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Page 18 — THE CONWAY DAILY SUN, Wednesday, January 26, 2011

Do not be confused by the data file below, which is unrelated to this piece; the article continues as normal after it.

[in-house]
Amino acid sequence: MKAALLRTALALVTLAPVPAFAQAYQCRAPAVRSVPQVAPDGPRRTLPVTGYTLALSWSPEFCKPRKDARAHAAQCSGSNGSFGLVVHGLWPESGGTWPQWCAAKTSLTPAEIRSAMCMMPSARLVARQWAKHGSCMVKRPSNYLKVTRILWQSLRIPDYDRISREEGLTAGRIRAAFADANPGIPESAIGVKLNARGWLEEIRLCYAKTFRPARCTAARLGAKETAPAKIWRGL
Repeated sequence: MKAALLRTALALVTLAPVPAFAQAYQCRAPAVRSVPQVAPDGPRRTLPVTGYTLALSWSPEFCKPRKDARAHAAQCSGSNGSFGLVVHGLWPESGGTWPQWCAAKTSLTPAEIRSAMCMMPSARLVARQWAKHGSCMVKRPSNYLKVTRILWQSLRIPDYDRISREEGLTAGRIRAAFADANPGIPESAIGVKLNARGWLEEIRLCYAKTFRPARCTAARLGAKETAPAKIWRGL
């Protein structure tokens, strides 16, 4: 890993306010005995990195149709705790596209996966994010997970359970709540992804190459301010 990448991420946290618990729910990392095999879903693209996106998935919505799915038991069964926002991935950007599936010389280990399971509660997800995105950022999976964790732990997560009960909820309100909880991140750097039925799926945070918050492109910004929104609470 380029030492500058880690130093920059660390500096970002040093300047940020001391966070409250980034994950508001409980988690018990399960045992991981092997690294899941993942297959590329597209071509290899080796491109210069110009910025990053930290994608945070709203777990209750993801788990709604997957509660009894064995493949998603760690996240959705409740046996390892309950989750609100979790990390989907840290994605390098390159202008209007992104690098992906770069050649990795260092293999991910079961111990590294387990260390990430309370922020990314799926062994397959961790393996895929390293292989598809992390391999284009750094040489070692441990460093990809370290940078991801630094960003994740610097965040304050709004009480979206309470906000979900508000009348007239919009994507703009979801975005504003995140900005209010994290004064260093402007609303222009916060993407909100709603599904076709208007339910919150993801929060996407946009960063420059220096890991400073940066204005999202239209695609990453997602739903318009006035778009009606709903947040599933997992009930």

–––––––––––––––– OBITUARY ––––––––––––––––